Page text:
Bill

2015

Comedy / Family / History

123
IMDb Rating 6.5 10 1,683

Synopsis


Downloaded 23,937 times
October 15, 2019

Cast

Damian Lewis as Sir Richard Hawkins
Helen McCrory as Queen Elizabeth I
Mathew Baynton as William 'Bill' Shakespeare / Lord Burghley / English Messenger / Customs Official
Simon Farnaby as Earl of Croydon / Juan Domingo / Sausage / Dmitri Alexandrovitch / Fur Seller
720p.WEB 1080p.WEB
830.9 MB
1280*720
English
NR
23.976 fps
94 min
P/S N/A / N/A
1.47 GB
1920×1080
English
NR
23.976 fps
94 min
P/S N/A / N/A

Movie Reviews

Reviewed by thelegendoftoeses 10 / 10 / 10

A Hilarious, Historical Comedy

I absolutely loved this film! It was incredibly funny, yet had some very heartfelt moments to it as well. The cast was great, and the jokes were just my brand of humor, although I know it's not for everyone. I love this group in Horrible Histories and Yonderland, but this has something neither of those have, it can be emotional at times, and the friendships and romance (singular) are one of the best parts of the film. A few of the reviews I've read here have been fairly negative, but I can say, I didn't like it all that much the first time I watched it, but on the second viewing I was able to experience the more subtler jokes and I fell in love. I suggest you watch it, as it is a great film for kids and Adults alike.

Reviewed by littlewritingmachine 8 / 10 / 10

Horrible Histories Hit The Big Screen

Anyone who has studied history, and that's just about everyone, will find something to enjoy in Bill, a big screen leap for the popular TV team that expands the scope of the show without letting go of the good humour and wit beloved by millions. Taking a cue from Shakespeare in Love, but playing the idea of the Bard's formative years in a very different way, Bill features Mathew Bayton as the young playwright, seeking his fortune in London and falling under the wing of Christopher Marlowe (Jim Howick). The historical aspect is brought to the fore as King Phillip II (Ben Willbond) concocts a scheme to eliminate Queen Elizabeth I (Helen McCrory) by gunpowder, with Bill's first play giving him a pretext to carry out his plan. Bill's excitement about seeing his work brought to the stage is tempered by a dawning realisation that he's only a pawn in a bigger political game. Bill might well work for worldwide audiences as a cheerful parody of Shakespeare in Love, but has its own sense of comic invention. It's refreshing to see a British film with such spirited performances, with Willbond sporting several moustaches at once and his co-writer Laurence Rickard superbly deadpan as the violently anti-Catholic Walsingham. Bill never dumbs down history, but reflects it through amusingly modern updates; the castle security go to Code Woad when the believe there's a high risk of attack, and Phillip's men are subject to a search by a decidedly modern customs officer. Damien Lewis has a brief but amusing cameo, and all the performers are on point; you can tell that they've got confidence in the material, and they wring every possible laugh from it. Sneaking into cinemas with barely a breath of publicity, Bill should find a wide and appreciative audience once it finds a home on the small screen; carefully plotted and with genuine wit behind the gags, it's the best British comedy of the year. That may not be saying much, given that big-screen comedy is seemingly a lost art, but Bill is just the thing to put a rare smile on the faces of adults and children alike.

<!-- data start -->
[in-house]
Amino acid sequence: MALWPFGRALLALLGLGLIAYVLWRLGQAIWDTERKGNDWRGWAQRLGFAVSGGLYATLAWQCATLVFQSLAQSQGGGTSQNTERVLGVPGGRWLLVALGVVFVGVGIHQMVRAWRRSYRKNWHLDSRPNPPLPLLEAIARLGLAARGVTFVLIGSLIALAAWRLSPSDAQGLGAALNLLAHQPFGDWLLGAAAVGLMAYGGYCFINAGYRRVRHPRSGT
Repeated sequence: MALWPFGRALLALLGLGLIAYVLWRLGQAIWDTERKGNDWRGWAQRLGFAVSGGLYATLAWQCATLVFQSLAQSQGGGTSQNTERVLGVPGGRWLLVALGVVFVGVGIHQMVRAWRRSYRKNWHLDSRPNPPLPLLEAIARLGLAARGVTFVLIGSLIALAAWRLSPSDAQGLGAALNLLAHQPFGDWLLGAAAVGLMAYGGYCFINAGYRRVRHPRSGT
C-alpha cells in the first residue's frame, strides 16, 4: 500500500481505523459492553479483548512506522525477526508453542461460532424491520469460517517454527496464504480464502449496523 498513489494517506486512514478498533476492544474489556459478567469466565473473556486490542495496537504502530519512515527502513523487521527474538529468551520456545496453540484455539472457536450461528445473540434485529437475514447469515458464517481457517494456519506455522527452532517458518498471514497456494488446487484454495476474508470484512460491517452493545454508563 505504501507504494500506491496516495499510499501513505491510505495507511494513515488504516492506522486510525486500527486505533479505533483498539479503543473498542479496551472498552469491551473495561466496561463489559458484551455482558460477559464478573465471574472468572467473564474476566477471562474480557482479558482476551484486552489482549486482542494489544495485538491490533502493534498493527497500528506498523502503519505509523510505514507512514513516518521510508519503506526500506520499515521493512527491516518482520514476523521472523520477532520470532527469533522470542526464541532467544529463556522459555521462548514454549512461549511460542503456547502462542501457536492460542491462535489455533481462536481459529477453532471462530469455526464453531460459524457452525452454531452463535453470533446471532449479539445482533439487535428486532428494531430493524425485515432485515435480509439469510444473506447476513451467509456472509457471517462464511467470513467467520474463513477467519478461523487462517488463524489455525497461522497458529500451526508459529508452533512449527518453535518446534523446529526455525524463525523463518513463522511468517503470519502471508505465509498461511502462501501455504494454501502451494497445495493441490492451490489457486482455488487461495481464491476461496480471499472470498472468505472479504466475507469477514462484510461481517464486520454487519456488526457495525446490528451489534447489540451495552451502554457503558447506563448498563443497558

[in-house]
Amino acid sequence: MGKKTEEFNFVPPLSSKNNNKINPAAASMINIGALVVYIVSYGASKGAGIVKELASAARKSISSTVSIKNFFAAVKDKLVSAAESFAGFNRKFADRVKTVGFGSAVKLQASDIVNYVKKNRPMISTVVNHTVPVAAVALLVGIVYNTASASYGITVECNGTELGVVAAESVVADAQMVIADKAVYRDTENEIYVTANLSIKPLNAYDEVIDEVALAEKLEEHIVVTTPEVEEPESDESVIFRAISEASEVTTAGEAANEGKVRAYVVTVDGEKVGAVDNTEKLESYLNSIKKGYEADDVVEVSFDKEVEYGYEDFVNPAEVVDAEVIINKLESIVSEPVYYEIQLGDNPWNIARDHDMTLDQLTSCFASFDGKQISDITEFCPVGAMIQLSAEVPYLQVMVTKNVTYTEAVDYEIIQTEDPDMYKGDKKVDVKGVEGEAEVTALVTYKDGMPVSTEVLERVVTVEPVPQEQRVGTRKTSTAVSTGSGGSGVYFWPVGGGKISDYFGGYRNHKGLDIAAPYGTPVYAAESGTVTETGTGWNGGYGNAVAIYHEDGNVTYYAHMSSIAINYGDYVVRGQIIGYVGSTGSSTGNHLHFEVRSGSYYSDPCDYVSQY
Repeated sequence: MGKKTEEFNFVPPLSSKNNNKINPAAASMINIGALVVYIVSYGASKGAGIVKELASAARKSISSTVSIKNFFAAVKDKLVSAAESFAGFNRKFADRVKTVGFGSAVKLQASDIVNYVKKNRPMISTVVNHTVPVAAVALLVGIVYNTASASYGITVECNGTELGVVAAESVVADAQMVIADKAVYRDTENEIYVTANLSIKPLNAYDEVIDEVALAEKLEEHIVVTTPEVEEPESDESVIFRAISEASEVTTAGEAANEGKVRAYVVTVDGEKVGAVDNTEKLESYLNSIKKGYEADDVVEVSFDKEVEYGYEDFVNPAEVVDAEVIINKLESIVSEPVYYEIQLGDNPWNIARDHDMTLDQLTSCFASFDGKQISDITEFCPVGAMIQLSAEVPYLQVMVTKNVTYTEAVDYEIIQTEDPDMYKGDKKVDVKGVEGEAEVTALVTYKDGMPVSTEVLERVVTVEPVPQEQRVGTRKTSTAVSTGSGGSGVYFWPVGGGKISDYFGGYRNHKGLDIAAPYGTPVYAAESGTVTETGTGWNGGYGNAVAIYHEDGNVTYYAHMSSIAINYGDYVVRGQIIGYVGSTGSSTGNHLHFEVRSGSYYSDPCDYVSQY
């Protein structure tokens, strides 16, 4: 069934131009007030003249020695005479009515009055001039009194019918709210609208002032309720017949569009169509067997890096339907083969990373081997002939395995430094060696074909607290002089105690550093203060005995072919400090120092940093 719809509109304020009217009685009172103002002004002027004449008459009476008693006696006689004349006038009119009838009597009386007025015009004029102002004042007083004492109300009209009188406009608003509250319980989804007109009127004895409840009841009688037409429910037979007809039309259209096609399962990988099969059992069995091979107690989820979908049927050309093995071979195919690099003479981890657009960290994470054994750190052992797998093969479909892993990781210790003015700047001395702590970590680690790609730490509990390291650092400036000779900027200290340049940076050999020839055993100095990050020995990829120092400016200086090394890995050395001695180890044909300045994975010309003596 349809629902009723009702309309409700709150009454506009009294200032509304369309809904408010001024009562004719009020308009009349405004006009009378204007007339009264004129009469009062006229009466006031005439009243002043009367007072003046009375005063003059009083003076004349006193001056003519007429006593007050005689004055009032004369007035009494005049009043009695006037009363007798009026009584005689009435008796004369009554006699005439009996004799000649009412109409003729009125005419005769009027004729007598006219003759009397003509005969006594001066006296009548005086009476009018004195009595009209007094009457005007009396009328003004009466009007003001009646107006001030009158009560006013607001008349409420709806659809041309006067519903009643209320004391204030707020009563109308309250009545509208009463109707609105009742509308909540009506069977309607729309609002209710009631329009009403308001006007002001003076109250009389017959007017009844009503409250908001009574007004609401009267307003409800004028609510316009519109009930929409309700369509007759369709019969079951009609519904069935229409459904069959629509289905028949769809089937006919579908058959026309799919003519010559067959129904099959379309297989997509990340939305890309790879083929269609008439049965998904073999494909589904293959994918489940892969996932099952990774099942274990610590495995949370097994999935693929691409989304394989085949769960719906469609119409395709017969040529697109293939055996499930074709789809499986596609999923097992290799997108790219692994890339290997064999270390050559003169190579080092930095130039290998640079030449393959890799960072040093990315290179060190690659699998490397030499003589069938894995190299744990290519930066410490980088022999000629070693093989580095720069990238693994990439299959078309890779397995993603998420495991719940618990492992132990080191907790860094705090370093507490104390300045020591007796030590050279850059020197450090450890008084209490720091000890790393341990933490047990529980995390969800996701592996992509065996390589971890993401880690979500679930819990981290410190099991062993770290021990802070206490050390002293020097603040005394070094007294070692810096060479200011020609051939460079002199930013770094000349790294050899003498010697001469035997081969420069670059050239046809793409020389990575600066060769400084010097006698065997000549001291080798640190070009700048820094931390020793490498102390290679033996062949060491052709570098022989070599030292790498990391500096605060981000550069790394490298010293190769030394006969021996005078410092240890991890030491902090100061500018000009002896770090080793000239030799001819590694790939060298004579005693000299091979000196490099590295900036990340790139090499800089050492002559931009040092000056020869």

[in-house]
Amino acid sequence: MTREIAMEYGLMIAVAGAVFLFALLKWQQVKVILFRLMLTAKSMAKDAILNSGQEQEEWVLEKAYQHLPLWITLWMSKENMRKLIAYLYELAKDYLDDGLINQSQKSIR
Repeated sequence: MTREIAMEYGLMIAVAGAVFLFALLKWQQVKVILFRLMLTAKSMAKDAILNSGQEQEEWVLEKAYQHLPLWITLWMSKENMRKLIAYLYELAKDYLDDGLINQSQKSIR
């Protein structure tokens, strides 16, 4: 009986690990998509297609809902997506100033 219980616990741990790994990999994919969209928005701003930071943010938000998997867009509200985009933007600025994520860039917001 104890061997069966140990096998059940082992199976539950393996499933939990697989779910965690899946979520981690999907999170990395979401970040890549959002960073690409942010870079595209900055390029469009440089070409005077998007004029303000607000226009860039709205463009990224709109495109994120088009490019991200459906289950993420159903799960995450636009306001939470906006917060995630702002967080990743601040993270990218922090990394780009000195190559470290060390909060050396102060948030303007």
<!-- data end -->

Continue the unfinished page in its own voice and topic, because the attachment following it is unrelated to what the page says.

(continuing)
Reviewed by johnswhimsy 8 / 10 / 10

Very Enjoyable

"Bill" is a funny movie that appeals on two levels. As an adult, I like comedy that refers to real historic events and people. But I imagine children will also enjoy the silly acting and more obvious jokes. I am an old fan of Monty Python and see similarities to that style. However, my review is as an American who has never seen "Horrible Histories" on British TV, nor was familiar with any of the actors. It appears some reviewers get hung up on that relationship. But I feel this movie entertains quite well on its own merits.

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